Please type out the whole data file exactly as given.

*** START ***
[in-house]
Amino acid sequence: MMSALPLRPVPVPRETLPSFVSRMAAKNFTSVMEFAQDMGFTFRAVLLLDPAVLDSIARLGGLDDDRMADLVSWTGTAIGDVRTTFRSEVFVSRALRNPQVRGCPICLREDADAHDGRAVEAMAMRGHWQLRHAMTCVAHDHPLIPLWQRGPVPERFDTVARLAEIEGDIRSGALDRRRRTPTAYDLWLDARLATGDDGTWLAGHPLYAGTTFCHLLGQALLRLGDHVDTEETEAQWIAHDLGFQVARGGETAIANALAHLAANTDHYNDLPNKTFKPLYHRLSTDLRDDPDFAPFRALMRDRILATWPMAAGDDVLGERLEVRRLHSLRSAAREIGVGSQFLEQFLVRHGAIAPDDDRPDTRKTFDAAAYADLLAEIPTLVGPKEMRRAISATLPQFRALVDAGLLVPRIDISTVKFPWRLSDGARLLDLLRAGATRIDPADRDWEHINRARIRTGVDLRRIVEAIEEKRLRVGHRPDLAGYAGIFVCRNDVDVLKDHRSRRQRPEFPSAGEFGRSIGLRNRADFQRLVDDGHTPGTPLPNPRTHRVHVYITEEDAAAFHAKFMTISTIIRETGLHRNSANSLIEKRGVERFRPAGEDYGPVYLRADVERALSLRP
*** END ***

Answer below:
[in-house]
Amino acid sequence: MMSALPLRPVPVPRETLPSFVSRMAAKNFTSVMEFAQDMGFTFRAVLLLDPAVLDSIARLGGLDDDRMADLVSWTGTAIGDVRTTFRSEVFVSRALRNPQVRGCPICLREDADAHDGRAVEAMAMRGHWQLRHAMTCVAHDHPLIPLWQRGPVPERFDTVARLAEIEGDIRSGALDRRRRTPTAYDLWLDARLATGDDGTWLAGHPLYAGTTFCHLLGQALLRLGDHVDTEETEAQWIAHDLGFQVARGGETAIANALAHLAANTDHYNDLPNKTFKPLYHRLSTDLRDDPDFAPFRALMRDRILATWPMAAGDDVLGERLEVRRLHSLRSAAREIGVGSQFLEQFLVRHGAIAPDDDRPDTRKTFDAAAYADLLAEIPTLVGPKEMRRAISATLPQFRALVDAGLLVPRIDISTVKFPWRLSDGARLLDLLRAGATRIDPADRDWEHINRARIRTGVDLRRIVEAIEEKRLRVGHRPDLAGYAGIFVCRNDVDVLKDHRSRRQRPEFPSAGEFGRSIGLRNRADFQRLVDDGHTPGTPLPNPRTHRVHVYITEEDAAAFHAKFMTISTIIRETGLHRNSANSLIEKRGVERFRPAGEDYGPVYLRADVERALSLRP